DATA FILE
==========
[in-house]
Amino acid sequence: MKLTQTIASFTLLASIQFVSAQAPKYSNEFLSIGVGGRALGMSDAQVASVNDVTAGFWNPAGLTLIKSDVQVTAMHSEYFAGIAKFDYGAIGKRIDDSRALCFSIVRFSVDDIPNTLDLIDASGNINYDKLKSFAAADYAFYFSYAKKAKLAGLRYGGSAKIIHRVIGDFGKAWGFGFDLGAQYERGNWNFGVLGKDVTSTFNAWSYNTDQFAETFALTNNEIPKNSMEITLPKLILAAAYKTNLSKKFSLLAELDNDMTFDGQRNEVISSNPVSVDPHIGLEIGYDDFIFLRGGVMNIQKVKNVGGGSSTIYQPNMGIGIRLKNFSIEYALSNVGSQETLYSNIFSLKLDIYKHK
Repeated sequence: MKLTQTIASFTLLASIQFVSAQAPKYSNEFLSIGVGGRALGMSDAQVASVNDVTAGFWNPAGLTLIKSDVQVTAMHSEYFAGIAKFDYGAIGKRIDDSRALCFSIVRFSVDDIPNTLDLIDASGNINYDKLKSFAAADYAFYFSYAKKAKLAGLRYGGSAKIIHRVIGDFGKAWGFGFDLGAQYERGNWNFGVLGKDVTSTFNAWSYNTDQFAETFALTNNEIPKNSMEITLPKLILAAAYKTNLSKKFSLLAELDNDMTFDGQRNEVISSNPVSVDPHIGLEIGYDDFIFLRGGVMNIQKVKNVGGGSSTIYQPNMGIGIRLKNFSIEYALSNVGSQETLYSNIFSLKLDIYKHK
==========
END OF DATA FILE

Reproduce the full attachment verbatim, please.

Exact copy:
[in-house]
Amino acid sequence: MKLTQTIASFTLLASIQFVSAQAPKYSNEFLSIGVGGRALGMSDAQVASVNDVTAGFWNPAGLTLIKSDVQVTAMHSEYFAGIAKFDYGAIGKRIDDSRALCFSIVRFSVDDIPNTLDLIDASGNINYDKLKSFAAADYAFYFSYAKKAKLAGLRYGGSAKIIHRVIGDFGKAWGFGFDLGAQYERGNWNFGVLGKDVTSTFNAWSYNTDQFAETFALTNNEIPKNSMEITLPKLILAAAYKTNLSKKFSLLAELDNDMTFDGQRNEVISSNPVSVDPHIGLEIGYDDFIFLRGGVMNIQKVKNVGGGSSTIYQPNMGIGIRLKNFSIEYALSNVGSQETLYSNIFSLKLDIYKHK
Repeated sequence: MKLTQTIASFTLLASIQFVSAQAPKYSNEFLSIGVGGRALGMSDAQVASVNDVTAGFWNPAGLTLIKSDVQVTAMHSEYFAGIAKFDYGAIGKRIDDSRALCFSIVRFSVDDIPNTLDLIDASGNINYDKLKSFAAADYAFYFSYAKKAKLAGLRYGGSAKIIHRVIGDFGKAWGFGFDLGAQYERGNWNFGVLGKDVTSTFNAWSYNTDQFAETFALTNNEIPKNSMEITLPKLILAAAYKTNLSKKFSLLAELDNDMTFDGQRNEVISSNPVSVDPHIGLEIGYDDFIFLRGGVMNIQKVKNVGGGSSTIYQPNMGIGIRLKNFSIEYALSNVGSQETLYSNIFSLKLDIYKHK